16 March 2012

Hat Fashion and Etiquette

Warren’s son wearing a baseball
 cap backwards. (Note hat hanging
on wall for white-hat days.)
Welcome back. I’ve been thinking about hats. Not because I’m growing bald. Not because I can’t figure why young men and boys wear baseball caps backwards. And not because I saw clips from a Country Music Award show and wondered why men in the audience didn’t remove their Stetsons.
Nope, my thoughts are more akin to the TV news(?) reports of hats worn to the royal wedding.

My Grandmother’s Hat 

It all started when I was searching for old photographs to be shown to my aunt at her 98th birthday celebration. Although I was after photos of my aunt, who was and still is a knock out (i.e., beautiful), I came across a photo of my aunt’s mother, my grandmother.

Warren’s grandmother (R) and 
her sister-in-law, in hats in
fashion, early 1900s.
The photo was taken in Germany, I believe, and my grandmother was posing with her sister-in-law. Both were wearing incredibly large hats--much bigger than royal wedding or cowboy hats or most of Lady Gaga’s hats. (OK, the last is a guess. I’ve only seen two.)

Hat Etiquette
I alluded to hat etiquette, so I’d better say more. In this election year, I vote No to men, including my son, wearing hats indoors, public spaces excepted. 
I realize etiquette has gotten saggy in recent decades, but after a quick and biased online survey, I learned that the propriety of wearing hats indoors hasn’t changed since I was young. Most encouraging, I’m not alone in my vote, and the voters don’t all seem to be nursing home residents.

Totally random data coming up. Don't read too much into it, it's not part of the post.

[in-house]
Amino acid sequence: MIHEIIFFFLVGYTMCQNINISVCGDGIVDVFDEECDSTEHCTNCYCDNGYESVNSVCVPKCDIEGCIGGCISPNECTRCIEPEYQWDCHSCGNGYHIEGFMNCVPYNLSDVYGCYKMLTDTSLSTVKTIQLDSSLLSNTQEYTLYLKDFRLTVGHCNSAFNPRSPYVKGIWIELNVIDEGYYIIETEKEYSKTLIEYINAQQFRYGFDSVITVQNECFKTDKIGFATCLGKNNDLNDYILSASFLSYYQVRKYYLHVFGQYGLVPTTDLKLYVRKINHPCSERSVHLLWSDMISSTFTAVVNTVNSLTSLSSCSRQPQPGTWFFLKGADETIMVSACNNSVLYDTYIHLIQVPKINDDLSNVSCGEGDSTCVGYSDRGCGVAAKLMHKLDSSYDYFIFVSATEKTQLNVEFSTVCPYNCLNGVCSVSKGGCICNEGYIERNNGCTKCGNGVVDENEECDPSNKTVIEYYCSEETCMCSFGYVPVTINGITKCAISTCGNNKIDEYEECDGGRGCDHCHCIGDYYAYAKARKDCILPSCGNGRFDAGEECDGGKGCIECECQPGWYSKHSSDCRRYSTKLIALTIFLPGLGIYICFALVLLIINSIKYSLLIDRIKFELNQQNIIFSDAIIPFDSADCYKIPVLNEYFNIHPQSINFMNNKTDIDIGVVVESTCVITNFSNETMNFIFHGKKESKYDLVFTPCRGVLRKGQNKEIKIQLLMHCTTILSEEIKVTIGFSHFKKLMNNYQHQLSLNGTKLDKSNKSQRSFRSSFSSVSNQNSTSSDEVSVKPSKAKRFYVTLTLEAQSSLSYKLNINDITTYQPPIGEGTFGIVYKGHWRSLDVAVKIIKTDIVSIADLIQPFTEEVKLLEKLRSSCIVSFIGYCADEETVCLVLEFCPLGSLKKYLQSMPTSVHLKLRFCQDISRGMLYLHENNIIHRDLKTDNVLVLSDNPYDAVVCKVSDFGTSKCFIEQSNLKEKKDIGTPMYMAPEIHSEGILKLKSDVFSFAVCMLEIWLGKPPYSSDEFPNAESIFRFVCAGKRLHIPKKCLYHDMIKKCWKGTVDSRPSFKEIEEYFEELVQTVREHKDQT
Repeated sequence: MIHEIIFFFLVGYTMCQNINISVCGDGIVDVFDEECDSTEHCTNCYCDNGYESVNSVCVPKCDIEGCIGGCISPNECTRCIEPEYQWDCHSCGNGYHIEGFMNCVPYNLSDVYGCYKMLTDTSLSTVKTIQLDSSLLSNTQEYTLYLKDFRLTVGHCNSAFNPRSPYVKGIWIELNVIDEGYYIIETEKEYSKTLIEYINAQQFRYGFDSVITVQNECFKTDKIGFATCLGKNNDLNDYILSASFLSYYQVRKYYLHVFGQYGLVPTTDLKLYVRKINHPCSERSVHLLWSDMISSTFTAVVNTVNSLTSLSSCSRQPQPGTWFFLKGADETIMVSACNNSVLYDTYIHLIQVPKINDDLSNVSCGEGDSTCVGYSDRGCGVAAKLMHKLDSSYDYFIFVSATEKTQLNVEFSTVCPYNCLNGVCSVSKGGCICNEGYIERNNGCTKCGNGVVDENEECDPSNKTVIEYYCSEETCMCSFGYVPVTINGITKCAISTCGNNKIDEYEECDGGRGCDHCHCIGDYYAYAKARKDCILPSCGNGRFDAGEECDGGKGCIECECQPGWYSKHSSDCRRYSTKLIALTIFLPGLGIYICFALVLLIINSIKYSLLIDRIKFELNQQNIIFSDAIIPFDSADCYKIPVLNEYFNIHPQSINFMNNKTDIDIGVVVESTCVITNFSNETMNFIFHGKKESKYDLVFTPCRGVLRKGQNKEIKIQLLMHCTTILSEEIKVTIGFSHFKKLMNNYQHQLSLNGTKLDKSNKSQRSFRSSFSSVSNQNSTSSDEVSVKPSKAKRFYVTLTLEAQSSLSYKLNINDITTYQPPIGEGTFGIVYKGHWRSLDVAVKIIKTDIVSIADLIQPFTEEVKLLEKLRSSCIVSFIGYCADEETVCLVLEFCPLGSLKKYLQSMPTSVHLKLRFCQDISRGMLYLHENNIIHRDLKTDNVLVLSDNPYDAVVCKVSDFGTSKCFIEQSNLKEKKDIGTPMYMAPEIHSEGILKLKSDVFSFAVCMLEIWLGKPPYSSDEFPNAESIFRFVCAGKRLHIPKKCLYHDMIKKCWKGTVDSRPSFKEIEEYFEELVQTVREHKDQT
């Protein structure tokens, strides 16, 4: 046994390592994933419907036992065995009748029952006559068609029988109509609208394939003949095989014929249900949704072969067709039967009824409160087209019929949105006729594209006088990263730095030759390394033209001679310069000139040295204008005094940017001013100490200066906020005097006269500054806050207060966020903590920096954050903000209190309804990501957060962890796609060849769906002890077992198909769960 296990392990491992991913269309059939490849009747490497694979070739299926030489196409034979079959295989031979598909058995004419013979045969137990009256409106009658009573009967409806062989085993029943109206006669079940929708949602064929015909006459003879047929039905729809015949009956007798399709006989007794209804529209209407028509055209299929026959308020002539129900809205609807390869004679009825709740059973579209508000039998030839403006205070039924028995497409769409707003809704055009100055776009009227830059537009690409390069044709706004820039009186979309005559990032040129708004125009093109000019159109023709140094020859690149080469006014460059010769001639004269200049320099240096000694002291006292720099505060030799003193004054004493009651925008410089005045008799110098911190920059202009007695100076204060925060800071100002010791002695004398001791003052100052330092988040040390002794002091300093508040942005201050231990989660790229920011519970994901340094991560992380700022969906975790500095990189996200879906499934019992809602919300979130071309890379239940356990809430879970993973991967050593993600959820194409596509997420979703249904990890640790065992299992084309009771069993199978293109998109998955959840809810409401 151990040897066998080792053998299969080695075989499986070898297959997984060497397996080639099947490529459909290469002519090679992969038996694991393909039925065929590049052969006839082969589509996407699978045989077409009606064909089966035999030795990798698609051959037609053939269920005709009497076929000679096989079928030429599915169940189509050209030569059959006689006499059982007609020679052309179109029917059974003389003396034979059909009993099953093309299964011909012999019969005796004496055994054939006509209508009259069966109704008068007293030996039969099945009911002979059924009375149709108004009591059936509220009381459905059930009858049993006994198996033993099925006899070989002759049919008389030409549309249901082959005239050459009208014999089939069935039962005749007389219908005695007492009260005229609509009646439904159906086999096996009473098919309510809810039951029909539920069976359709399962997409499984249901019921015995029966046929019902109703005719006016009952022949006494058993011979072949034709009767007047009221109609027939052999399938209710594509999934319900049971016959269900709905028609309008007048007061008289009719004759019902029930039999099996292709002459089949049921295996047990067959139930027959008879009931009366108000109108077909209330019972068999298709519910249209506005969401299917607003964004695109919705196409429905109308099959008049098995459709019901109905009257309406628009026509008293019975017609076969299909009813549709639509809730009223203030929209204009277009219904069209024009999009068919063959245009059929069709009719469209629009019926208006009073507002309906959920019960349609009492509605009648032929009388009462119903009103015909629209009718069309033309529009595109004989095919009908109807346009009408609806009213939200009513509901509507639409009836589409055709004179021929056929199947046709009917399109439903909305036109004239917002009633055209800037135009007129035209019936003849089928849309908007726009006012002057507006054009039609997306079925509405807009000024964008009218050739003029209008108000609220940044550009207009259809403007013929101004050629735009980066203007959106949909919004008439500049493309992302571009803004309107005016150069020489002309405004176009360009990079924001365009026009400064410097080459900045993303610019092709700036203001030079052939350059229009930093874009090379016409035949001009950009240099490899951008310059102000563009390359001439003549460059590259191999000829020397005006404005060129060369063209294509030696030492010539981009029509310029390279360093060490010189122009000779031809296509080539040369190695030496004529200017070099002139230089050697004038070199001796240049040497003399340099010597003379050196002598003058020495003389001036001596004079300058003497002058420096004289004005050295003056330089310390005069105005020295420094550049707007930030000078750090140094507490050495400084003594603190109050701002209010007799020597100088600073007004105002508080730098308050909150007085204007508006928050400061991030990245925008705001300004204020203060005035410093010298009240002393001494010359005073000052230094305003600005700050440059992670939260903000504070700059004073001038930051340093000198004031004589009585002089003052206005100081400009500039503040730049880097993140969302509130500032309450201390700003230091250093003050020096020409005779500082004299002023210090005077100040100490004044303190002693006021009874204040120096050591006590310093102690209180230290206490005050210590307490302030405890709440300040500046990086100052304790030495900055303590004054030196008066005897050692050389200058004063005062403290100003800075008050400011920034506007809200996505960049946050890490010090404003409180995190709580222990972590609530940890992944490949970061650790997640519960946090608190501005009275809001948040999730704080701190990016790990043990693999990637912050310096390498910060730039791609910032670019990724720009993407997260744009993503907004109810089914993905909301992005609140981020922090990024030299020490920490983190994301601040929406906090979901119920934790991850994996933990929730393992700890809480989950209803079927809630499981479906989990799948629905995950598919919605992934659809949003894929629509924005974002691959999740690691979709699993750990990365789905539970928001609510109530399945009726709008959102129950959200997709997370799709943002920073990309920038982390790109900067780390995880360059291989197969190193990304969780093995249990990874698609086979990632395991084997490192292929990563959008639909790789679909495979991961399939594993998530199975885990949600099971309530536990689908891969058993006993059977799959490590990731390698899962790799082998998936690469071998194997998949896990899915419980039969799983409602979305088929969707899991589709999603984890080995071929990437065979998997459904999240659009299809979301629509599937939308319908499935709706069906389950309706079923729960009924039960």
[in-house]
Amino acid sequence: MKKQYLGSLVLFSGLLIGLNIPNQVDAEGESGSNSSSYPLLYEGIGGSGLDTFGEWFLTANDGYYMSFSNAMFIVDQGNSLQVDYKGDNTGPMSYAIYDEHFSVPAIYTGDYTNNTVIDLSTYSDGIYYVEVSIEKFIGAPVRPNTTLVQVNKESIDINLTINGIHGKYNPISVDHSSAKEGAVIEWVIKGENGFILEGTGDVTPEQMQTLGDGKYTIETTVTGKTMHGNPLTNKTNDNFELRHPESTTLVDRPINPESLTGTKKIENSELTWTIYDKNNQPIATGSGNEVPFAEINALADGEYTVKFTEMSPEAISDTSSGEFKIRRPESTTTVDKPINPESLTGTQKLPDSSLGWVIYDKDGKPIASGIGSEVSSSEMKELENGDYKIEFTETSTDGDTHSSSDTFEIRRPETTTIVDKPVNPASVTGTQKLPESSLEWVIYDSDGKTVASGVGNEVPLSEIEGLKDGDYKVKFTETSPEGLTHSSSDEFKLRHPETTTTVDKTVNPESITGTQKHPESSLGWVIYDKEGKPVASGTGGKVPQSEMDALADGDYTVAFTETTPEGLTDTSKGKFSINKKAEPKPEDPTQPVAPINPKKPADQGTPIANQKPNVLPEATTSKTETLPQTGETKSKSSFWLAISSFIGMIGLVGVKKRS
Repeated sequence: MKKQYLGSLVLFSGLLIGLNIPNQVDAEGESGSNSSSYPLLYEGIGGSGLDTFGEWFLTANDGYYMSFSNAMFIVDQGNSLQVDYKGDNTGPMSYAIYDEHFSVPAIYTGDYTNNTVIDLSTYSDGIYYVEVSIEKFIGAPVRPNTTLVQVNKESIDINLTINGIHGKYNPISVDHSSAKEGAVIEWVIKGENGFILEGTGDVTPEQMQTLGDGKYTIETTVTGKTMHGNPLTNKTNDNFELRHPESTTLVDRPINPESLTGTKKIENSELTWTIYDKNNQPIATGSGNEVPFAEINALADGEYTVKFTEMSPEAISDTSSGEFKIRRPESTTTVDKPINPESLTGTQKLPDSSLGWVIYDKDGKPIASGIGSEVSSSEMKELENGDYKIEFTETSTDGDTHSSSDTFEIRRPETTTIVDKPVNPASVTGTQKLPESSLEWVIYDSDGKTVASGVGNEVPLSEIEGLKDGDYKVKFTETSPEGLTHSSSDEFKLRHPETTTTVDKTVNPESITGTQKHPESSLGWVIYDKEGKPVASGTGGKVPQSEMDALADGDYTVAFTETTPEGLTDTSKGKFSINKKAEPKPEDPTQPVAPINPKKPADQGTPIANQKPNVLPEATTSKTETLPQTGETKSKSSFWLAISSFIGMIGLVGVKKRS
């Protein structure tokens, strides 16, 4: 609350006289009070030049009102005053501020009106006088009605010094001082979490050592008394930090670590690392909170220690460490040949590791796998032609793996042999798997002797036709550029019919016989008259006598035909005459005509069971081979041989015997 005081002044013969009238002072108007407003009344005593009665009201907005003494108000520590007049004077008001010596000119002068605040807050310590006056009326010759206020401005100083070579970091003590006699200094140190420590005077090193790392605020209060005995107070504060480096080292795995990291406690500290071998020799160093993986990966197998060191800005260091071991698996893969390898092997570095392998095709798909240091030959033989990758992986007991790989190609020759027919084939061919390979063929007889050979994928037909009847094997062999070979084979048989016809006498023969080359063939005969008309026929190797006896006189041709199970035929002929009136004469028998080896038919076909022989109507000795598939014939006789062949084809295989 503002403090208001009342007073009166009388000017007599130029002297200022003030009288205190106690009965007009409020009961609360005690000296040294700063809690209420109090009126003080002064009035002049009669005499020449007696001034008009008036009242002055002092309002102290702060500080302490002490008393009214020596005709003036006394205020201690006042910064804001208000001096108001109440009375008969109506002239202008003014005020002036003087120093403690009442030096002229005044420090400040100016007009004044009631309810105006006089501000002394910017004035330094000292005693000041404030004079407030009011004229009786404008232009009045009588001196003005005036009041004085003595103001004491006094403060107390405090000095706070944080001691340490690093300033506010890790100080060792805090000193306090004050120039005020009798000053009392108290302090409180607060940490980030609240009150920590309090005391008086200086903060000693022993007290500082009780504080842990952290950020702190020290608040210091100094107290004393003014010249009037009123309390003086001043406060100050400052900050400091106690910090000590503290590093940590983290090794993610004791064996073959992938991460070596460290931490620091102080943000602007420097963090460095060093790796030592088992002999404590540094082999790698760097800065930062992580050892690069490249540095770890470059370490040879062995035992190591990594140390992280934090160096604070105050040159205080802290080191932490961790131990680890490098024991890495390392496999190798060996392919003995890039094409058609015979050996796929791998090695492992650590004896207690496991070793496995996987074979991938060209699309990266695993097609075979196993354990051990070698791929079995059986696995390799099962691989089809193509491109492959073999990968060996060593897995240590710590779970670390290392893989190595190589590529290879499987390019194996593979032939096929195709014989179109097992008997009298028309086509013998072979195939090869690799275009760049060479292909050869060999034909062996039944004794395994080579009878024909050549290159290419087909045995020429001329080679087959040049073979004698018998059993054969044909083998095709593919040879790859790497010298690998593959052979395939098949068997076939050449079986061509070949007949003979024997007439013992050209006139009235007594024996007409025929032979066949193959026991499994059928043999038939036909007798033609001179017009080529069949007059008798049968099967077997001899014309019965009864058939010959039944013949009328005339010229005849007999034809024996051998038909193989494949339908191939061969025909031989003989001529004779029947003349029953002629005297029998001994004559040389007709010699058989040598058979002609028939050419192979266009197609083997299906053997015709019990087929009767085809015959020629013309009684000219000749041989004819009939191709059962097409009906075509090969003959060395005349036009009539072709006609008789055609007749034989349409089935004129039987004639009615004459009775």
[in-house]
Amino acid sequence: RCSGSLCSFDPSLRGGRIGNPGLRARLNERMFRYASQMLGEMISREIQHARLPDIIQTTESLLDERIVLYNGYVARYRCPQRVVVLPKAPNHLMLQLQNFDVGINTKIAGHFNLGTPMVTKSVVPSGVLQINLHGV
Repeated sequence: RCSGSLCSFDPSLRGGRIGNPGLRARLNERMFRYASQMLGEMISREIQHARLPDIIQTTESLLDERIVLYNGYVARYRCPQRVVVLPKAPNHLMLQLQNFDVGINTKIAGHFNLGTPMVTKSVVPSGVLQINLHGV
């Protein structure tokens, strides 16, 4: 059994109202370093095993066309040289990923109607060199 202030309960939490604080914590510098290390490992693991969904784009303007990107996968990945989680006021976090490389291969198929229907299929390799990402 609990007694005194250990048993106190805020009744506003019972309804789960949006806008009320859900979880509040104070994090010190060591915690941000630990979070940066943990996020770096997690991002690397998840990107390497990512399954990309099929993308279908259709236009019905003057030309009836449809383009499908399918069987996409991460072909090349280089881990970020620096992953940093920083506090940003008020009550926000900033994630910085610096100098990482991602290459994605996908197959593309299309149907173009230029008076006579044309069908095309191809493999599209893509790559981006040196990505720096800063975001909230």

I won’t touch women’s hat etiquette. On one hand, can you imagine sitting behind my grandmother at a concert, even a country music concert? On the other hand, can you imagine the difficulty of her removing and re-donning that hat? That ain’t your mama’s cowboy hat.
My Hats in Puerto Rico
Warren in the same hat on a field 
 project in the U.S. and on 
vacation in Puerto Rico,  
awaiting a bus.
Don’t get me wrong; I like hats. Take the hats I wore in Puerto Rico.

On our family vacation, which wasn’t that long ago, I wore the hat I’d worn during government field projects.

Working at the Arecibo Observatory, which was long ago, I wore a hardhat if I was on or below the antenna platform.
Warren and co-worker in hardhats 
under the Arecibo Observatory
 reflector, below the platform, 1965.
Mapping soils on the south side of the island, I wore a straw cowboy hat in the field. I stayed in the City of Ponce that summer, and in those long-ago days, Ponce struck me as a bit different from the rest of the island.

What do I mean “different”? How about being refused entry to a movie theater? The young woman in the box office just pointed to a sign: “No Mahones,” which translates to “No Jeans.” “You’re kidding!” I protested. “It’s dark in there, my jeans are clean and who cares?”

Worse, I was almost refused entry to the hotel apartment I was renting. Returning from the field wearing cowboy hat and mahones, I encountered the building owner, whom I’d never met nor seen or vice versa.

As I approached the elevator, he motioned for me to leave the building. When I ignored him, sure that he was waving at someone else, he shouted angrily in Spanish, which I didn’t yet understand—not that I would have ever learned those words anyways. The fellow managing the front desk finally interceded. 

Wrap Up

Let that be a lesson to you. My building-owner incident would probably not have occurred if I'd removed my hat. Still, I wish I'd been that when his grandchildren started wearing their baseball caps backwards and indoors.

Thanks for stopping by. I’ll try to find more hats for Tuesday’s photo addendum, and I’ll write again next Friday.

No comments:

Post a Comment